Marijuana is a fantastic plant genus best known for its medicinal and mind-altering properties. Its use and cultivation date back to the written language itself and its therapeutic and spiritual value spans many cultures around the world throughout history.
Yet, given its ubiquity, you can not grasp entirely what cannabis is or why there are thousands of various varieties inundating markets all over the planet. We are going to take a look at how the plant is described, how cannabis has been used, and why it has assumed so many forms since its first usage in human culture.
What is marijuana used for?
Today, cannabis use is commonly categorized into two primary methods: leisure and medicinal use. Recreational cannabis users may use cannabis for a variety of purposes, such as relaxation, stress relief, and artistic stimulation. Health patients use marijuana to treat conditions such as discomfort, anxiety, depression, lack of appetite, and more.
Cannabis includes hundreds of active substances (e.g. cannabinoids, terpenes and flavonoids) that offer a wide variety of medicinal benefits. CBD and THC became two of the most common cannabis compounds, but there are plenty of others that give a wide range of results.
Cannabis is also a vital agriculture tool. Solid fibres of hemp were used to create belts, clothes, textiles, construction products, and more. It also grows healthy, consumable seeds packed with essential amino acids, proteins and other precious minerals. Cannabis by-products can also be generated in cooking oils and can also act as a renewable biofuel.
Getting to know the marijuana plant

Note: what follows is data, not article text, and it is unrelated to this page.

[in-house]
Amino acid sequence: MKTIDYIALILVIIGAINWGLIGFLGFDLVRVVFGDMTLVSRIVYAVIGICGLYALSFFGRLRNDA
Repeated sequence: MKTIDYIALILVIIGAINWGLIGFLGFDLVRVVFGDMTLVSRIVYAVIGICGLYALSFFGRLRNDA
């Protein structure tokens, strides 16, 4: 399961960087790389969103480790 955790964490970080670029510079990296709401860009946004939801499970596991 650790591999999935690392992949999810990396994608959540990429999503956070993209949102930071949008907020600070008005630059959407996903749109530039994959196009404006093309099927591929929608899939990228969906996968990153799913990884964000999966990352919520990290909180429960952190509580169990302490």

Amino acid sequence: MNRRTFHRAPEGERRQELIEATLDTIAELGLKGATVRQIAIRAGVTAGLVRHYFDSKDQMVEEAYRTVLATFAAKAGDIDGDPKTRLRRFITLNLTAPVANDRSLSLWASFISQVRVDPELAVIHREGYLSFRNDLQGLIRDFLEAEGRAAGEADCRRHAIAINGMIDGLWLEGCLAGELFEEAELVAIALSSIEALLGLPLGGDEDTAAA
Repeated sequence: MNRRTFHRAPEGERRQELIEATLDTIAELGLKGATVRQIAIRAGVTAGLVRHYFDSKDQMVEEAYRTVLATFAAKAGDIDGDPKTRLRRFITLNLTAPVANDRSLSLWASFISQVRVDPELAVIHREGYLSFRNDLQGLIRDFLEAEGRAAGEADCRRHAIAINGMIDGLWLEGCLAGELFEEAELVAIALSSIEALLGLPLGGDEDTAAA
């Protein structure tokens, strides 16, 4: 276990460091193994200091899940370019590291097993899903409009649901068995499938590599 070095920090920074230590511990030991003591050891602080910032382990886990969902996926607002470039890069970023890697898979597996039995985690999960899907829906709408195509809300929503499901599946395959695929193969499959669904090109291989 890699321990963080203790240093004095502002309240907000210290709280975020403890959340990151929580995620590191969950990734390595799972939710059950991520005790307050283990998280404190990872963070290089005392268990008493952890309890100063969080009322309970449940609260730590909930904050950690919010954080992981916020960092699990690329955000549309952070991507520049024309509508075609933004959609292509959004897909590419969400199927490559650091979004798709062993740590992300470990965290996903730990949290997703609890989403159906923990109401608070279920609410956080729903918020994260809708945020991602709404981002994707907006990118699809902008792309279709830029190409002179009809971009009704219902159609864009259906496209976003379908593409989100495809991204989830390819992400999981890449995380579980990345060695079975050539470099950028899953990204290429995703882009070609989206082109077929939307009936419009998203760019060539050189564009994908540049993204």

Cannabis is an annual flowering plant with either male or female reproductive organs, indicating that a male will pollen a female to develop seeds (unless the plant exhibits unusual hermaphroditic characteristics).
A female plant that does not obtain pollen during its reproductive cycle is sometimes referred to as sinsemilla, a Spanish word that means “without seed.” These seedless females grow big, resinous buds that are usually burned, vaporized or refined into oils.
Hemp applies to a specific subspecies of weed most widely cultivated for its fibre and seeds. It also contains a small volume of CBD that can be processed into cosmetics, oils and other consumables.
What is a marijuana strain?
Cannabis is thought to have developed in Central Asia, but over centuries, colonization and discovery would have taken the herb to nearly every continent. Cultivators carefully selected their plants to suit the desires of their populations.
Over many generations, variations within cultivars began to develop in each pocket of the world where cannabis had taken root. Such variants are recognized as terrestrial strains.
Many of these terrestrial strains were harvested from their natural environments and introduced to the West, where they were crossbred by horticulturists wanting to discover the promise of the plant. This cycle of hybridization — breeding various males with various females — has given birth to the thousands of varieties we eat today.
You have used the words “indica,” “sativa,” and “hybrid” while asked about cannabis varieties. Such three styles are mainly concerned with the various shapes and configurations of the plant, features that are essential to growers. Consumers have long thought that indica has sedative effects, and that sativa promotes energy, and that hybrid results fall somewhere in between. However, this effect-based grouping has increasingly been refuted by studies.
Today, cannabis classification resides more or less in the following categories:
• High-THC, low-CBD (highly euphoric)
• High-CBD, low-THC (remarkably clear-headed)
• Healthy CBD and THC (mildly euphoric)
Each of these three “chemotypes” provides distinct medicinal advantages and effectiveness profiles. Read more on how the CBD and THC strains vary here and consider playing with various strains and potencies to figure out what fits best for you.